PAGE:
Hyperbilirubinemia - breast-feeding
Causes, incidence, and risk factors
Bilirubin is a yellow pigment that is created as the body gets rid of old red blood cells. The liver helps break down bilirubin so that it can be removed from the body in the stool.
If jaundice occurs or persists past the first week of life in an otherwise healthy and thriving breast-fed infant, the condition may be called "breast milk jaundice." It is probably caused by factors in the breast milk, which block certain proteins in the liver that break down bilirubin.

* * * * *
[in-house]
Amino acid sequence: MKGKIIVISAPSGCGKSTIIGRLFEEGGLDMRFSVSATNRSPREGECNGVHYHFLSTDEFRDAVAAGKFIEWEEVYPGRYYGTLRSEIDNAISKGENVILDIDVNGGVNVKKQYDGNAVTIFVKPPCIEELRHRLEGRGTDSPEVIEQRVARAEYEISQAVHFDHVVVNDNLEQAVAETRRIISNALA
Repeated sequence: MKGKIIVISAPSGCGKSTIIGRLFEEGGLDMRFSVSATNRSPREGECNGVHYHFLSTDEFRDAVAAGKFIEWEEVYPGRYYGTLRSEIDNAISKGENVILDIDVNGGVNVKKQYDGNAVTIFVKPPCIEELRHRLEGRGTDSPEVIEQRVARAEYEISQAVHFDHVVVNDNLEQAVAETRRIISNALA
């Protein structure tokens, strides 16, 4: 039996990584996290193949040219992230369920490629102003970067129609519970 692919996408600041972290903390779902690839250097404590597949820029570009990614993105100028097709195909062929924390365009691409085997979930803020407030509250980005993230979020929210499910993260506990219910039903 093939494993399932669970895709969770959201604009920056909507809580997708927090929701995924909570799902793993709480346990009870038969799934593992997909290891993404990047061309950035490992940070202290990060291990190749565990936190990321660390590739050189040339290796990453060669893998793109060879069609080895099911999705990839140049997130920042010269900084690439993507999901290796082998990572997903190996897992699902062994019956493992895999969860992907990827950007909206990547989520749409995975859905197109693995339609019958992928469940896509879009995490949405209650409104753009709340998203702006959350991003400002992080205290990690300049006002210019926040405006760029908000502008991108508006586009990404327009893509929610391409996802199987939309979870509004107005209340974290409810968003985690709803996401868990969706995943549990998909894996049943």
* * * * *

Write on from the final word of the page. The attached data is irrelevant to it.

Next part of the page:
Breast milk jaundice tends to run in families. It occurs equally often in males and females and affects approximately 0.5% to 2.4% of all newborns.
Review Date: 05/27/2009
Reviewed By: Benjamin W. Van Voorhees, MD, MPH, Assistant Professor of Medicine, Pediatrics and Psychiatry, The University of Chicago, Chicago, IL. Review Provided by VeriMed Healthcare Network. Also reviewed by David Zieve, MD, MHA, Medical Director, A.D.A.M., Inc.